Expect to see a new designation more often where you buy fertilizer or if you work with a crop consultant. It’s the 4R Nutrient Stewardship Certification. The voluntary program officially launched in Indiana in November.
Amy Cornell, president of the Agribusiness Council of Indiana, explains that this is a global program that makes sense for Indiana. “We began working on it three years ago and partnered with the Indiana Ag Nutrient Alliance more recently,” she says. Cornell and Ben Wicker, director of IANA, were part of virtual programs announcing the new certification program and offering in-depth training.
IANA is a group of organizations that have banded together to promote better use of soil fertility practices. Wicker, part of a family farming operation in Rush County, is headquartered in the Indiana Farm Bureau Building in Indianapolis. INFB is a major supporter of IANA.
Cornell explains that five retail fertilizer and chemical dealerships piloted the 4R certification program in Indiana. Four of the five became the first four retail dealerships officially certified in the state. They include the CFS outlet at Rossville, The Andersons facility at Waterloo, the Helena location at Berne and the Mitchell branch of the White River Co-op. Co-Alliance also participated in the pilot program. Other retail outlets are pursuing certification. So far, about 110,000 acres served by the four 4R-certified outlets are considered as 4R-certified.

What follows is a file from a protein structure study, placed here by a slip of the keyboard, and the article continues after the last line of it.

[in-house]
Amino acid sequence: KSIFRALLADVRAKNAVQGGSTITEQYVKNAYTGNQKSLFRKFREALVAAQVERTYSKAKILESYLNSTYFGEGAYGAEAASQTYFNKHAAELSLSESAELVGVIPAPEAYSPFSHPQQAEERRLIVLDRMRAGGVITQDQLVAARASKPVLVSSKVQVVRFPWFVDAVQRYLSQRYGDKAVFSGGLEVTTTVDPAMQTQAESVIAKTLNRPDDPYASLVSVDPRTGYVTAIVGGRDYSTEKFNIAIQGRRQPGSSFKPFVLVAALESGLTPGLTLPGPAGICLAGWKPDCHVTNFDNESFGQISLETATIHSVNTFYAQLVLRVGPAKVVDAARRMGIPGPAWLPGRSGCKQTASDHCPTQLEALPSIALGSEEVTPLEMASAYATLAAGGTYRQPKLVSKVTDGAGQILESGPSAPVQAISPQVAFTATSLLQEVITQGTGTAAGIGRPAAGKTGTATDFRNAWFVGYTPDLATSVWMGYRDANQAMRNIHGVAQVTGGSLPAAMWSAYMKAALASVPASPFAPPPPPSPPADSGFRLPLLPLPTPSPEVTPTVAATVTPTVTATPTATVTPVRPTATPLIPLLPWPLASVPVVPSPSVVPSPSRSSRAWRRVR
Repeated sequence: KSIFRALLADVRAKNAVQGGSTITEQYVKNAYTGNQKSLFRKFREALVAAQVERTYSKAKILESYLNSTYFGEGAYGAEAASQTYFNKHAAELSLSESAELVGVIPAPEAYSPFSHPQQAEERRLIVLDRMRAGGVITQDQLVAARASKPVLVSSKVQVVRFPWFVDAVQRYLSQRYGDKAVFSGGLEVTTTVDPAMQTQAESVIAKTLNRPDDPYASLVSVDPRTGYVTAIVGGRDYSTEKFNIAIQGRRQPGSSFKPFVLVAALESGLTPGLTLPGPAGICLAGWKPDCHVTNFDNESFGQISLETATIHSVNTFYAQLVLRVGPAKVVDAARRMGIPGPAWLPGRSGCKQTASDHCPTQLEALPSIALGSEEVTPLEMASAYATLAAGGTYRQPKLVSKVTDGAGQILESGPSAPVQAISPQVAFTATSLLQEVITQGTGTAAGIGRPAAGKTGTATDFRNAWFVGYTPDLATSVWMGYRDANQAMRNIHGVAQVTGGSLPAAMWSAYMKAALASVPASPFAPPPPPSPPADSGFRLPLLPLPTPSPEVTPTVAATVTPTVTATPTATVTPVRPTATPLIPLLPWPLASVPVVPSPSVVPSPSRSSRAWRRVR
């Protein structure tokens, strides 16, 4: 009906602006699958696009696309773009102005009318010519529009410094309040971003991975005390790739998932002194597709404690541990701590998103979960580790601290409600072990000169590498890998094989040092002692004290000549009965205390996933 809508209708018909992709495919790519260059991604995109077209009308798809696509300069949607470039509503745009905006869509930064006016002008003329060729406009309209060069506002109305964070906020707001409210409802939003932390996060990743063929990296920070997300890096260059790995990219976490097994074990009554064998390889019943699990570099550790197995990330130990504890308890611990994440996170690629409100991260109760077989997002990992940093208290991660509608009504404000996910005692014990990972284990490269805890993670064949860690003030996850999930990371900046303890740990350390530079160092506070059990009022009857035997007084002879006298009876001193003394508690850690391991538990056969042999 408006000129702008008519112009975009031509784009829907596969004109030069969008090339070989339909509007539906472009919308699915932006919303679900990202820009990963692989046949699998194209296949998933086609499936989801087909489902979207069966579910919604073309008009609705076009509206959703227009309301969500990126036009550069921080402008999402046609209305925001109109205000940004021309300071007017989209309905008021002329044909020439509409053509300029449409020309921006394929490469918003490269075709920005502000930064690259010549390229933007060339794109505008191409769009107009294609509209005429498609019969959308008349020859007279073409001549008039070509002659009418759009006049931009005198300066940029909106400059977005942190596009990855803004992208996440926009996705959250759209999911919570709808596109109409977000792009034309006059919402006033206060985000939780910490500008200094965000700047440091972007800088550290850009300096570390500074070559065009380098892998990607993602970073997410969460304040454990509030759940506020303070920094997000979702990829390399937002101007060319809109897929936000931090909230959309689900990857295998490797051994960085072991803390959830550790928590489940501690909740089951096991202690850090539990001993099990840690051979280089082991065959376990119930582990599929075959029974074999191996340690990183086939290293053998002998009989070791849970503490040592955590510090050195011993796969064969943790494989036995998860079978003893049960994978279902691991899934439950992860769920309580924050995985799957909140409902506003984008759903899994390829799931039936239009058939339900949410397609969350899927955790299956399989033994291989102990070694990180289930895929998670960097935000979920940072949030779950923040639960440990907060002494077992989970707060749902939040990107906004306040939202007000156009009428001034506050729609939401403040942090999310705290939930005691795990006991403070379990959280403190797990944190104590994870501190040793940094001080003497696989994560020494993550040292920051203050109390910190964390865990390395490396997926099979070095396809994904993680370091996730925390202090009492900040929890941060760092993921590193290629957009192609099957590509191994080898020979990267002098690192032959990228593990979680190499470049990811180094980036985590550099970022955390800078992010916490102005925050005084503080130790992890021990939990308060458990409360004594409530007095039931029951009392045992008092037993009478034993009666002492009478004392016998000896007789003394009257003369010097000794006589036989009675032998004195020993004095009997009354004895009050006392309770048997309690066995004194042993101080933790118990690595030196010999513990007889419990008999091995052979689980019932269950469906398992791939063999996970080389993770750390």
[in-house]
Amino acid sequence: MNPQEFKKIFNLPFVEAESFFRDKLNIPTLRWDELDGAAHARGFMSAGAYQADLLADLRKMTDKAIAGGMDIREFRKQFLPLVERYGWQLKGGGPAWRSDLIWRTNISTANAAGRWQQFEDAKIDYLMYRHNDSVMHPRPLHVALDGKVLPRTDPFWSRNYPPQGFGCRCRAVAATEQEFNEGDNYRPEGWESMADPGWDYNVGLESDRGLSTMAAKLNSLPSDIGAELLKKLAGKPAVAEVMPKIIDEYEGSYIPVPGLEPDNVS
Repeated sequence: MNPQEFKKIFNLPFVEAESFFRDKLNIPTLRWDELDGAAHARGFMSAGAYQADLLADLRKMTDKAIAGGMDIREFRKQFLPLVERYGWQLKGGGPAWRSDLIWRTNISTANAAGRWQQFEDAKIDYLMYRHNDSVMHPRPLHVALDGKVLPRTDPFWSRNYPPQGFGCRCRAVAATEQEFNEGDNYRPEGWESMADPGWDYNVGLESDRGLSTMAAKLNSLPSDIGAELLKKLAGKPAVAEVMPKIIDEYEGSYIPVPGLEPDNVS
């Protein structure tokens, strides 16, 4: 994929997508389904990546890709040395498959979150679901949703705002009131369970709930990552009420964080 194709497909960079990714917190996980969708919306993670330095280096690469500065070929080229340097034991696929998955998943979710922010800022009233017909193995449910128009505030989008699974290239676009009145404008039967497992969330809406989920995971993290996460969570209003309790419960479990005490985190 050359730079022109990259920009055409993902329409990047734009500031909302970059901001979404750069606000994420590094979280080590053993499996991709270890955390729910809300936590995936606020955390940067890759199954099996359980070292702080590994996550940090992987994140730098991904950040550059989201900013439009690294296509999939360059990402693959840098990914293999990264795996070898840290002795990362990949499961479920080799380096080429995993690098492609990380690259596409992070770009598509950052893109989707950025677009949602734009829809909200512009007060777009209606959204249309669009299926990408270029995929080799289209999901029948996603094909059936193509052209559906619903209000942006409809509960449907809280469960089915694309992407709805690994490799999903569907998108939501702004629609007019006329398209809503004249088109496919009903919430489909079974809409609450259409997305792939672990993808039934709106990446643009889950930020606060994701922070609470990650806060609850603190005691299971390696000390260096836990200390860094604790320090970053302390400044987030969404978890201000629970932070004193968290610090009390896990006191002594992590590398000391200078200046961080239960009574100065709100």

Here are some frequently asked questions about the 4R Nutrient Stewardship Certification Program and their answers:
What does 4R mean? Cornell notes that 4R stands for using the right source of nutrients at the right rate at the right time in the right place. The concept began several years ago. Some organizations, like The Nature Conservancy and certain soil and water conservation districts, particularly in northeast Indiana in the Lake Erie Watershed, have worked with fertilizer dealers in both Indiana and Ohio on these principles for several years. However, this is the first statewide 4R certification program in Indiana.
Who can become 4R-certified? The first step is to become a member of the Agribusiness Council of Indiana, Cornell says. Then you can apply to become 4R-certified, either as a business or individual. There are fees, and certification is a three-year process. It’s a comprehensive, rigorous program, Cornell adds. To achieve certification, a retail business or individual must satisfy 31 standards. The standards fall into four major categories so a business or individual can work through them in an orderly fashion.
Who oversees the program? Once a business or individual is certified, they’re audited on a regular basis to make sure they continue to comply with the standards, Cornell says. A large part of compliance means keeping accurate records on nutrient application for land served by the business or individual. ACI is ultimately responsible for the program.
ACI formed the Nutrient Stewardship Council to oversee the program. It’s chaired by Wicker, head of IANA.
What is the value of 4R certification to farmers? Cornell and Wicker refer people back to the key process within certification. The three steps involve initial training and ongoing education, monitoring of 4R implementation, and nutrient recommendations and application. If businesses and consultants are receiving this training, they will pass it on to farmers and will advise farmers about best management practices.
Where can a person get more information? The ACI website has a drop-down tab about 4R. Visit inagribiz.org.